In 2011, Walt Pourier (Oglala Lakota) had a vision. The well-known artist and owner of Nakota Designs thought the best way to keep Native kids out of trouble and off the street is to get them on a skateboard.
“Rather than feel defeated by the narrative that suicide is the second leading cause of death among Native youth, we created a movement that uses the Lakota concept of ‘skan skan,’ or ‘moving forward together,’ to give youth reasons to live,” explains Pourier, executive director of the Stronghold Society.
The overall mission of the Stronghold Society, whose motto is “LIVE LIFE, Call to Action Campaigns,” is to “inspire confidence, creativity, hope, and ambition for all youth through empowerment, arts programs, skateboarding, and athletic activities,” as outlined on its website.
A key priority for the Stronghold Society is working with top builder Grindline Skateparks to build skate parks across Indian Country. In the last decade, it has built two state-of-the-art skate parks on the Pine Ridge Reservation with help from many funders, including renowned skateboarders and musicians Jeff Ament and Ben Harper, the Tony Hawk Foundation, and the shoemaker Vans Off The Wall.
The good news has spread. Pourier has been peppered with requests from more than 30 tribes to create skate parks on their lands, too. “We all face the same issues with our youth. The kids who come to our skate parks describe them as ‘safe spaces’ and ‘sanctuaries.’ They feel a sense of belonging there, free from drugs and alcohol,” Pourier tells First Nations.
The Stronghold Society believes that skateboarding and arts engagement can save lives. Pourier has hundreds of these success stories. In particular, two skaters graduated from Yale, and a female skater wrote in a letter to Pourier, “This skatepark saved my life.”
The Stronghold Society also has hosted numerous arts and cultural gatherings. Worth noting that the seven well-attended “One Gathering Skate for Life” events in Denver and on Pine Ridge have attracted more than 30,000 people over the years.
The nonprofit organization is also focused on getting more girls interested in skateboarding through Kimimila (Lakota for “butterfly) gatherings, featuring skateboard competitions, health classes, storytelling, beading, and other traditional arts. “It’s all about empowering our young girls,” says Pourier.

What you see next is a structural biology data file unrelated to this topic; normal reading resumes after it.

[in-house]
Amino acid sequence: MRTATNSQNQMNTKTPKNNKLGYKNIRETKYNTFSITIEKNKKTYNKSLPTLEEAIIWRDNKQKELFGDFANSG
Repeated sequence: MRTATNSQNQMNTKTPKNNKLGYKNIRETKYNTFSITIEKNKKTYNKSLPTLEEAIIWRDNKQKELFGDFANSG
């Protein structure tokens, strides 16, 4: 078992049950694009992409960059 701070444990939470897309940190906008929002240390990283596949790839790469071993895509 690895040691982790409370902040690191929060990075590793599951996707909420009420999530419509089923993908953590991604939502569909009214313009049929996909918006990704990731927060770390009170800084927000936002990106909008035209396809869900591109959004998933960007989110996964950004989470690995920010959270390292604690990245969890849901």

How First Nations Helped
A $25,000 grant from First Nations’ Native Youth and Culture Fund has helped the Stronghold Society keep its mission rolling. The organization was able to build capacity and develop a strategic plan, or roadmap, to keep it on track and focus on its current program offerings: building new skate parks and hosting skateboard competitions and cultural gatherings.
“It has been the most amazing blessing. We have engaged 500 Native youth and families at four major events, and visited two skate park planning sites,” says Pourier, who hopes to double Stronghold’s reach next year.
Ramping up for the future
Looking ahead, Pourier has his sights set on building an indoor/outdoor skate park in Denver, complete with art studios and gardening spaces, which will also serve as Stronghold’s headquarters. “It will be open to all young people, but it will be run by Native youth.”
The Stronghold Society will continue to build skate parks on reservations. New sites have been scouted at the Wounded Knee district in Pine Ridge and Standing Rock Reservation, with plans for many more.
Kimimila and One Gatherings will continue in Denver and Pine Ridge, and down the road, will be brought to other reservations, as well.